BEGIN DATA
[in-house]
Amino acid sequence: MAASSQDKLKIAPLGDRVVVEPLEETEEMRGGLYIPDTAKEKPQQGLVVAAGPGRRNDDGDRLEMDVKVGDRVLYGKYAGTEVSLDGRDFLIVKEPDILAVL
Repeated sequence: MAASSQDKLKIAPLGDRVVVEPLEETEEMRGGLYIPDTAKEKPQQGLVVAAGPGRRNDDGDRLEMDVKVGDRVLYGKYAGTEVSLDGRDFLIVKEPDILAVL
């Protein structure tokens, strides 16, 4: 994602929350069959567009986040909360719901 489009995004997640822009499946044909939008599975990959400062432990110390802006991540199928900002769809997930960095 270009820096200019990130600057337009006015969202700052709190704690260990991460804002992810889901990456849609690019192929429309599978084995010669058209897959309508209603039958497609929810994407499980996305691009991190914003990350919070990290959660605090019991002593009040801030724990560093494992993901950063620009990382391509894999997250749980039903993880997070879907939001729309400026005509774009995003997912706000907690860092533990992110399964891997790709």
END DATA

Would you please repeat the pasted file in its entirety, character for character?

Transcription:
[in-house]
Amino acid sequence: MAASSQDKLKIAPLGDRVVVEPLEETEEMRGGLYIPDTAKEKPQQGLVVAAGPGRRNDDGDRLEMDVKVGDRVLYGKYAGTEVSLDGRDFLIVKEPDILAVL
Repeated sequence: MAASSQDKLKIAPLGDRVVVEPLEETEEMRGGLYIPDTAKEKPQQGLVVAAGPGRRNDDGDRLEMDVKVGDRVLYGKYAGTEVSLDGRDFLIVKEPDILAVL
């Protein structure tokens, strides 16, 4: 994602929350069959567009986040909360719901 489009995004997640822009499946044909939008599975990959400062432990110390802006991540199928900002769809997930960095 270009820096200019990130600057337009006015969202700052709190704690260990991460804002992810889901990456849609690019192929429309599978084995010669058209897959309508209603039958497609929810994407499980996305691009991190914003990350919070990290959660605090019991002593009040801030724990560093494992993901950063620009990382391509894999997250749980039903993880997070879907939001729309400026005509774009995003997912706000907690860092533990992110399964891997790709």